Welcome to this week’s review of notable instances of public transit use and urban design, as well as discussion of place identity and culture, through anime currently broadcast or screening in Japan and simulcast internationally via the web. This review also documents seichijunrei (聖地巡礼 sacred site pilgrimage) and butaitanbou (舞台探訪 scene hunting)—on this website referred to collectively as anime pilgrimage—which are forms of place-based engagement induced by the use of real locations in show settings.
Media and General Interest
Washinomiya Lucky Star seichijunrei
Yahoo! News Japan published an article about sustained seichijunrei interest to Washinomiya and other locations in Saitama Prefecture for Lucky Star, on the tenth anniversary of the original broadcast of the anime adaptation. It points out local municipality fan engagement strategies that are becoming commonplace now were path-breaking when Washinomiya began experimenting with them years ago.
(サクラクエスト Sakura Kuesuto)
Tokyo Metropolitan Television (東京メトロポリタンテレビジョン) headquarters in Kōjimachi, Chiyoda Ward, Tokyo Metropolis
Hokuriku Shinkansen (北陸新幹線)
Yoshino’s proposal to hold a formal closing ceremony for the disused school is actually a pretense for what turns out to be a very effective strategy to build stakeholder support for reviving the building as a public commons.
Cafe used as third place
Sandal becomes the team’s first test subject, converting one of the classrooms for use as an art studio.
Going through Maki’s father to present the closing ceremony proposal to the board of education for approval at first seems just a formal courtesy, but it’s also the first step in building a relationship with a group of community leaders that the tourism board will likely interface or work together with going forward.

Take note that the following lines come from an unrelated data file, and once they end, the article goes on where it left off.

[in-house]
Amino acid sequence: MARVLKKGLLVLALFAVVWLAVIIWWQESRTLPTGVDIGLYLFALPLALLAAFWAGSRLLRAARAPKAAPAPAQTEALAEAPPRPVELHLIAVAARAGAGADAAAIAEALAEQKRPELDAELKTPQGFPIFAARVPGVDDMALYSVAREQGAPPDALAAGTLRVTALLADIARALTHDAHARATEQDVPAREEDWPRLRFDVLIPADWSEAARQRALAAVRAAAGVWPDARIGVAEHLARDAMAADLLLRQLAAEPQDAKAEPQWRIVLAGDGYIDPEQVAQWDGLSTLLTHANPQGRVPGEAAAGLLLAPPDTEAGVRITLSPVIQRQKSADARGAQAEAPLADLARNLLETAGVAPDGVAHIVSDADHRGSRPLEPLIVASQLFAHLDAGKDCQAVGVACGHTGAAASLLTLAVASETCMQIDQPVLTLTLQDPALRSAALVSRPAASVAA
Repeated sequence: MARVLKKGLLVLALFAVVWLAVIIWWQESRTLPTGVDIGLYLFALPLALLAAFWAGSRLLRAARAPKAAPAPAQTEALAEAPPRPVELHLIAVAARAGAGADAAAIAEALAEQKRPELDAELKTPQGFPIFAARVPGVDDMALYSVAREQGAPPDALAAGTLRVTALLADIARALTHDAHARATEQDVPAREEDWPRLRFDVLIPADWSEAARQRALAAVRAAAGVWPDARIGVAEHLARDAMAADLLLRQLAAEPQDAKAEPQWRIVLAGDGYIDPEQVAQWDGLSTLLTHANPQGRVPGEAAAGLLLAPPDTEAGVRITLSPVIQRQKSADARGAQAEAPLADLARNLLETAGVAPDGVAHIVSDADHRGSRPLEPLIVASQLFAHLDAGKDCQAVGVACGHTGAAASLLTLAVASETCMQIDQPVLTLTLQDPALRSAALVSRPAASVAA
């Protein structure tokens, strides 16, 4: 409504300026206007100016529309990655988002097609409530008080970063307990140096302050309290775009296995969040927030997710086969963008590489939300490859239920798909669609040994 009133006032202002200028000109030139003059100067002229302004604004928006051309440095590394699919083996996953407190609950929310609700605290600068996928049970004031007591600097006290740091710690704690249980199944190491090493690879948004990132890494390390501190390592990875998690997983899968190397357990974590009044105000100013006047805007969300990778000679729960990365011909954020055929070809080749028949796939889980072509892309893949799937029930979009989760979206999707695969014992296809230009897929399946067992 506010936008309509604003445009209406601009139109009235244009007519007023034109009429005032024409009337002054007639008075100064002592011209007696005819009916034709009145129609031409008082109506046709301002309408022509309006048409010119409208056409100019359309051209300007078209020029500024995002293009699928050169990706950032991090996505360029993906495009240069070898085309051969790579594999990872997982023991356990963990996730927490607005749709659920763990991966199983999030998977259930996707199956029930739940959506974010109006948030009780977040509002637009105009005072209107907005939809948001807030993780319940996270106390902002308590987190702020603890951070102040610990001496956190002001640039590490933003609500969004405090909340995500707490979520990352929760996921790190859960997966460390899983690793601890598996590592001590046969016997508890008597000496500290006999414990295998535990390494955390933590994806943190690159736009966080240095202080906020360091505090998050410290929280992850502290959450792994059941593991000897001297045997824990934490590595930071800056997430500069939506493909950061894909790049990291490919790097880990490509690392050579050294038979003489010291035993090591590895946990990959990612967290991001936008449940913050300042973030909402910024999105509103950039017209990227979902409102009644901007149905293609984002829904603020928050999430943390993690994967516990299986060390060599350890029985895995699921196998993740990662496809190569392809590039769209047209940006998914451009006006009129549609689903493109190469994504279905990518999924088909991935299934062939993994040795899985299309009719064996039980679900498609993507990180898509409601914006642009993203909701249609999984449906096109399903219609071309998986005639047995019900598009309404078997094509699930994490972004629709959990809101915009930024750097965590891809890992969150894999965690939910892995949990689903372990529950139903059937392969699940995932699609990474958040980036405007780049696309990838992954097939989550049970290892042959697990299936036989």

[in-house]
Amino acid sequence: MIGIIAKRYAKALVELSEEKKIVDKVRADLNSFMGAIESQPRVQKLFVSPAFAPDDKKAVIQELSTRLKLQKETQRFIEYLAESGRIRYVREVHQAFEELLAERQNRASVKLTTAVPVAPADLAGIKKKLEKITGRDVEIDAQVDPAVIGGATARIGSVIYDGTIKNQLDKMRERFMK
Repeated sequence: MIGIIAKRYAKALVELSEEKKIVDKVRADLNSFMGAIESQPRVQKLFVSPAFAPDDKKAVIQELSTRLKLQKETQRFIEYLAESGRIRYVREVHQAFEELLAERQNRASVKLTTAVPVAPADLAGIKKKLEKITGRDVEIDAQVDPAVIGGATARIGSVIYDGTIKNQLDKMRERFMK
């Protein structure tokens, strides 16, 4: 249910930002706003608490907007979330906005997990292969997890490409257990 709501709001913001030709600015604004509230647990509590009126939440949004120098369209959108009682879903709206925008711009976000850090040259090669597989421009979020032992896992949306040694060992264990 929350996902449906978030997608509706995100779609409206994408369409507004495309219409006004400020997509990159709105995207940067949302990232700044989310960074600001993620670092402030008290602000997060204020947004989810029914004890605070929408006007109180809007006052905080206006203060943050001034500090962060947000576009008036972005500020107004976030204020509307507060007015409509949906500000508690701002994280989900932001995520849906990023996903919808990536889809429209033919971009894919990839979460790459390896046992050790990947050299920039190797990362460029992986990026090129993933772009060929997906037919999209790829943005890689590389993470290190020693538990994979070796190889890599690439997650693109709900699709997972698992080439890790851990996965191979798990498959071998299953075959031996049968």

The closing ceremony achieves two straightforward but important objectives. First, by inviting alumni and former teachers to reunite at the school, the tourism board brings together people who have both emotional connections to the space, and who are now grown members of the community with the means to impact what becomes of it, either through votes or resources.
Then, the send-off program features groups who would directly benefit from use of the space.
By the time the taiko drummers and community theater group have taken their bows and Yoshino reveals her true intention, it’s almost a foregone conclusion that the stakeholders she has gathered in the audience would be supportive of the plan. It’s a feel good story, but also shrewd marketing and communications.
A mysterious benefactor pays for the costly repair of the drum needed for the festival revival. Yes, Yoshino, there is a Santa Kurō.
(ニューゲーム!! Nyū Gēmu!!)
Juichi-ya (十一屋) in Sumida, Sumida Ward, Tokyo Metropolis
Izakaya used as third place
Denny’s Minami-Asagaya shop (デニーズ南阿佐谷店) on Nakasugi-dōri (中杉通り), Suginami Ward
Nakasugi-dōri and Ōme-kaidō (青梅街道) intersection in Asagaya Minami (阿佐谷南)
Minami Asagaya Suzuran-dōri Shōtengai (南阿佐谷すずらん通り商店街)